Thursday, May 17, 2012

Ratko Mladic: "Europe's highest-ranking war crimes suspect" shows no remorse

Ratko Mladic, the man accused of masterminding the massacre of more than 8,000 Bosniaks in the Bosnian town of Srebrenica during the 1992 - 1995 Bosnian war, appeared in court on 16 May 2012 and showed no remorse or respect for the victims of the heinous crimes he is accused of orchestrating.

The man dubbed "the Butcher of Bosnia" appeared at the International Criminal Tribunal for the Former Yugoslavia in the Hague as his war crimes trial began and did the unthinkable. He reportedly stared at family members of victims and/or survivors of the Bosnia war carnage in the audience and drew his hand across his neck as if cutting a throat.

It has been said that actions speak louder than words. We all know what a throat slash or "cut throat"  gesture means. It connotes cutting a person's throat with a blade. Gestures confer different meanings in different cultures, but the "cut-throat" gesture is considered a death threat in many societies.

The throat slash gesture does not help Mladic's case. The 70-year-old former General of the Bosnian Serb army is on trial for genocide (11 counts), war crimes and crimes against humanity. He is Europe's highest-ranking war crimes suspect. [Source]. Mladic was a fugitive for 16 years until he was arrested on 26 May 2011 and extradited to the Hague less a week later.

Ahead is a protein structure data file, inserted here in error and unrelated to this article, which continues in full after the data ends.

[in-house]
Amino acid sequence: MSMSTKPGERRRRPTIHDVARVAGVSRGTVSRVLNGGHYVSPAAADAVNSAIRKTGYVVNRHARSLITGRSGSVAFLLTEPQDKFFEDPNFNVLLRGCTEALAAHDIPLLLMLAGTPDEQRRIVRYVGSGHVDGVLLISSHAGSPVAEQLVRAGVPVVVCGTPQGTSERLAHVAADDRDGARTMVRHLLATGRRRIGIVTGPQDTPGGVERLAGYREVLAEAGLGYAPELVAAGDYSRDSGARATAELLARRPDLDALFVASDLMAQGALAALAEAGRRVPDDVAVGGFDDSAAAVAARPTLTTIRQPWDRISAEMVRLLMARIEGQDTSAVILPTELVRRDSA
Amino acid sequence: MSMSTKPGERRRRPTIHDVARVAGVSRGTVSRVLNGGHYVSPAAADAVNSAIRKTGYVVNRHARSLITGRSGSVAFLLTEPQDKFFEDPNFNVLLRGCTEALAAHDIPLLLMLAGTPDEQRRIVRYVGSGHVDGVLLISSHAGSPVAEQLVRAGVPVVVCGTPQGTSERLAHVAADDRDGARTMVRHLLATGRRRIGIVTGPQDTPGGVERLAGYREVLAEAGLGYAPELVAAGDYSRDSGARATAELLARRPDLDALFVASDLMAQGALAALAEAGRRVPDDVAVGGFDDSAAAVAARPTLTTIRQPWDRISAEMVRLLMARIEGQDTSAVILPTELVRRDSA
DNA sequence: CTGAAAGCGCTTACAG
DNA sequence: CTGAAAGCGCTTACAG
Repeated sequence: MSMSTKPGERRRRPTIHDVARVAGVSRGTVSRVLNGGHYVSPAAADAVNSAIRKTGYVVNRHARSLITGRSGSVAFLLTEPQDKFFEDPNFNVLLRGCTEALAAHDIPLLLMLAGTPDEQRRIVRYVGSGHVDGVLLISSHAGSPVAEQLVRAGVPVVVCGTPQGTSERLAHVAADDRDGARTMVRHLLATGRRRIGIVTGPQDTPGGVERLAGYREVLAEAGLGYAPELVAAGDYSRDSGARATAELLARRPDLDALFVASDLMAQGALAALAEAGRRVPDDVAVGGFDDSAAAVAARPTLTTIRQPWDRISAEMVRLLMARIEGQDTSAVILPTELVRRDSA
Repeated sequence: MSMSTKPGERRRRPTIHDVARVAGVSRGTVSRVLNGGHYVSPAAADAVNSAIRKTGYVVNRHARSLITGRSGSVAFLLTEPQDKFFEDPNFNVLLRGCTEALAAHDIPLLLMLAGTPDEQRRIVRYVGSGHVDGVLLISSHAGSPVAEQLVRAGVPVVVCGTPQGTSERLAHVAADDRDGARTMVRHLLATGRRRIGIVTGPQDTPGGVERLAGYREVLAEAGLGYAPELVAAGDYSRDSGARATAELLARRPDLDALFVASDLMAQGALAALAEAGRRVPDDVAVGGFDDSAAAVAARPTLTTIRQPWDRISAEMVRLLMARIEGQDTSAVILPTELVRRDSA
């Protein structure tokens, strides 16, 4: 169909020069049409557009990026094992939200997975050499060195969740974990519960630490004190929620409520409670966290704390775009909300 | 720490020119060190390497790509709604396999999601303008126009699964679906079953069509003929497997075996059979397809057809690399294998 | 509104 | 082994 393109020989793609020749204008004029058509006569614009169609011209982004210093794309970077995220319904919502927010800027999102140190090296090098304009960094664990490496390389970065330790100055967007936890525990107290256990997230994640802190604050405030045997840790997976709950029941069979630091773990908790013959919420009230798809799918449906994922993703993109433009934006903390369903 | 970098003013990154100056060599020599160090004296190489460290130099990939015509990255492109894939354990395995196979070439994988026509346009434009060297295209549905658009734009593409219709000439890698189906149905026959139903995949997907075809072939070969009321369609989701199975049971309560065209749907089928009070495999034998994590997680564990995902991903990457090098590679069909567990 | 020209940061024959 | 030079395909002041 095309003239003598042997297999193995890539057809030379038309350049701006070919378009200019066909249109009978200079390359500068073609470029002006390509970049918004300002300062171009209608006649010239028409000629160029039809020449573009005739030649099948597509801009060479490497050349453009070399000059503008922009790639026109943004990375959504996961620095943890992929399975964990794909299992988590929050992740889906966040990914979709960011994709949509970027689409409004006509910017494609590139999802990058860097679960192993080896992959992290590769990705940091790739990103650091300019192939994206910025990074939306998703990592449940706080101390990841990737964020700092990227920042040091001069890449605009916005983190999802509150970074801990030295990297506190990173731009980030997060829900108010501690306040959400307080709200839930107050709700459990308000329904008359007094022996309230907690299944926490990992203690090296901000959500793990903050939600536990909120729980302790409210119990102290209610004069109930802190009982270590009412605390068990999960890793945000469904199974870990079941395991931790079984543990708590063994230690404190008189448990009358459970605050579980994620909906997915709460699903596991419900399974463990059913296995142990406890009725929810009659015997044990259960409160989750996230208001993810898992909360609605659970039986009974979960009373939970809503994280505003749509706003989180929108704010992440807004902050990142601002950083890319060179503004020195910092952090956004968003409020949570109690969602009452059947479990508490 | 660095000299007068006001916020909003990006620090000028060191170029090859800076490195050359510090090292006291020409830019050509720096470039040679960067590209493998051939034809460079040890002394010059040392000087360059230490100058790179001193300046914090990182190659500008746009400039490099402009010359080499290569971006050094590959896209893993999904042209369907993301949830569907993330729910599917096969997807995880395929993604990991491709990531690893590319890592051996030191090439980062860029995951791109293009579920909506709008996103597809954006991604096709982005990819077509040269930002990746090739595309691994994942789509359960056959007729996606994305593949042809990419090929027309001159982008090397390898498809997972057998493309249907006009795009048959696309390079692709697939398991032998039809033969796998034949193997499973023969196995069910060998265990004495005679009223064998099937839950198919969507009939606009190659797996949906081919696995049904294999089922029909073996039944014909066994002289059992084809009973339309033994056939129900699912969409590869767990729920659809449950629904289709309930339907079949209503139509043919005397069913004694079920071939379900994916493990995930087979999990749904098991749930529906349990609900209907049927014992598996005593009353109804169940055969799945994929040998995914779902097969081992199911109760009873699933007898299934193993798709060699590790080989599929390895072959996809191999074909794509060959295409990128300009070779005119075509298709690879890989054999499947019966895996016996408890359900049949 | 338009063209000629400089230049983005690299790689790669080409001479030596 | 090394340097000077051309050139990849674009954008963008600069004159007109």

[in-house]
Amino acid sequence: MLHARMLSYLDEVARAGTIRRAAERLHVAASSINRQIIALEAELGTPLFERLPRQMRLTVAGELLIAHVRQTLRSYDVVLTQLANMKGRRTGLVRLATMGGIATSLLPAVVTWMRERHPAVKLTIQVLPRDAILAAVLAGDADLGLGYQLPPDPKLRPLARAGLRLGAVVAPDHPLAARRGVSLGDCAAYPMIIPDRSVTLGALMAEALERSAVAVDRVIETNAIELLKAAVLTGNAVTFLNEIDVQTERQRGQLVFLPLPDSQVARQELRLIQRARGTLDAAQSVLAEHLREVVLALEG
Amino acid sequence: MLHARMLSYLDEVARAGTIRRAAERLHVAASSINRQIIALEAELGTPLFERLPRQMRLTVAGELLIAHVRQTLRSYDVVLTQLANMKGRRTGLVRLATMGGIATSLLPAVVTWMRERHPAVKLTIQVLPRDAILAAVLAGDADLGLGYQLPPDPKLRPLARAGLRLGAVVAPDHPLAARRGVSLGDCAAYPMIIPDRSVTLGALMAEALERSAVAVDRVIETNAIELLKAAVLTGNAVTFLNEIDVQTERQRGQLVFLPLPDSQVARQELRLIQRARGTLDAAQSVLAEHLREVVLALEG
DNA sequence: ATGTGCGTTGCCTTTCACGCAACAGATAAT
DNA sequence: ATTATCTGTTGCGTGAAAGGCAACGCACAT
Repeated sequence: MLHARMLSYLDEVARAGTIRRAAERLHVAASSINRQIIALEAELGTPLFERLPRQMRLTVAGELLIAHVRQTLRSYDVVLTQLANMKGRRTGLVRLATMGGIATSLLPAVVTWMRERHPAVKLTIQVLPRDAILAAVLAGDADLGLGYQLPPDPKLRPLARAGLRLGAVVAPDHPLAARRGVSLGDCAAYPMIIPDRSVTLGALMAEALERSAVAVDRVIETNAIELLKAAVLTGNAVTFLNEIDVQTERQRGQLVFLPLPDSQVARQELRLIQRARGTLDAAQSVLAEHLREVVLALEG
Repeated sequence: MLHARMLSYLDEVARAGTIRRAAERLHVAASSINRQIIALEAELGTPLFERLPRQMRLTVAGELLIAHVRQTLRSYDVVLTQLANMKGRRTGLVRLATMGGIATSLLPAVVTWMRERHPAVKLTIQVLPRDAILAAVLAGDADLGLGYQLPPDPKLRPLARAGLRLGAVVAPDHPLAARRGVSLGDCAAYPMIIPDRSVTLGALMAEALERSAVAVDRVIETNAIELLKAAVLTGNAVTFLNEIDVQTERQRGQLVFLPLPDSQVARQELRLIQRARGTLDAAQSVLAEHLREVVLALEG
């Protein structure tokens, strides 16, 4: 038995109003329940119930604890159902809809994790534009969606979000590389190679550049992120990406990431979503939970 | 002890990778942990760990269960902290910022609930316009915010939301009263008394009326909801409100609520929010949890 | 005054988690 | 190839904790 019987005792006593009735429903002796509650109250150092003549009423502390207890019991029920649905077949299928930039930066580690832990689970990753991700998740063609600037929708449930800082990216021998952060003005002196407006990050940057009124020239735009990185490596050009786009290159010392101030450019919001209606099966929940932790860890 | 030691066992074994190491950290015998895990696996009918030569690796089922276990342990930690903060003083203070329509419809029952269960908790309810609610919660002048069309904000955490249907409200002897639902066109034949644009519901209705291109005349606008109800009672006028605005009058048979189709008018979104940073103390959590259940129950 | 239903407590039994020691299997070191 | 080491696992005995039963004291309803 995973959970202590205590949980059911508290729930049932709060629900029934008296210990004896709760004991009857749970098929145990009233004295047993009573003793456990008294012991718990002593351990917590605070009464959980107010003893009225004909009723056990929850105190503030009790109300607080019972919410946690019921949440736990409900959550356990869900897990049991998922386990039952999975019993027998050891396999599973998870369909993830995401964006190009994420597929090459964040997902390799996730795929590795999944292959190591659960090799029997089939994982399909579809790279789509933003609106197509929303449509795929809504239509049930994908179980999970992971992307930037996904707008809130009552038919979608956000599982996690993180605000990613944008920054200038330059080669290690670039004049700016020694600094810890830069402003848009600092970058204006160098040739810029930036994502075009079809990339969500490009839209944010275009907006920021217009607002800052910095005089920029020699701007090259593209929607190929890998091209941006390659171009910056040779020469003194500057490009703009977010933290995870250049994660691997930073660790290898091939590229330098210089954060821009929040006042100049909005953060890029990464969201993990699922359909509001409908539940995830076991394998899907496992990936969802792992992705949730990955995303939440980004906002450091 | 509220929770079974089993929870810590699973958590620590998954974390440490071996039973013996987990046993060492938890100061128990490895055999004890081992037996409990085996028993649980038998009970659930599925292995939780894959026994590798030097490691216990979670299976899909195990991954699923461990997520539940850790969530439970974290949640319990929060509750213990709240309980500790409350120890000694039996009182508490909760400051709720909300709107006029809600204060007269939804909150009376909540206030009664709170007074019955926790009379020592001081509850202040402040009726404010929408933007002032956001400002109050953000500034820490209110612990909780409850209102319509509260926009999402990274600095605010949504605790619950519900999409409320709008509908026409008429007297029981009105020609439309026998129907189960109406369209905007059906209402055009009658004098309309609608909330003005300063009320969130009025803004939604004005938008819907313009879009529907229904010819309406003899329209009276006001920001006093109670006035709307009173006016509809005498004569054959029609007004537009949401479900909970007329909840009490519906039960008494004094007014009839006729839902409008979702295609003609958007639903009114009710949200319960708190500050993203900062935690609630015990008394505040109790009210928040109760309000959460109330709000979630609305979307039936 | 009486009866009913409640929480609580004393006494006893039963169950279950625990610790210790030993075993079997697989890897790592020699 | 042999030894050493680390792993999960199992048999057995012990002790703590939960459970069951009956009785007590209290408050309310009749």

The 1992 - 1995 Bosnian civil war claimed 100,000 lives and left 2.2million people homeless as Bosnian Serbs carried out a campaign of ethnic cleansing targeting non-Serbs. Mladic was the Bosnian Serb commander during the massacre in Srebrenica and  the 43-month siege of Sarajevo. [Source].

Since General Mladic made his first court appearance in 2011, he has been defiant and has so far shown no remorse. At the moment, he seems to be having fun disrespecting the court and those affected by the massacre in Srebrenica, but at the end of what promises to be a long and difficult trial, I'm confident that victims and families affected by his alleged crimes will have the last laugh.

It has been said that "the wheels of justice turn slowly but exceedingly fine."

For 16 years Ratko Mladic eluded the law but he was finally arrested and dragged to the Hague. As we speak, other people wanted for international crimes, including folks like Omar al-Bashir and Joseph Kony, think they would elude justice. No matter how long they stay at large, they will eventually be nabbed. An African proverb states that "a debt may get moldy, but it never decays." In the same way, an arrest warrant for international crimes may get moldy, but it would never decay.

As for Ratko Mladic, "the Butcher of Bosnia" who doubles as "Europe's highest-ranking war crimes suspect," justice has started taking its course. Irrespective of what he does in the courtroom during his trial, it's only a matter of time before the chickens come home to roost.

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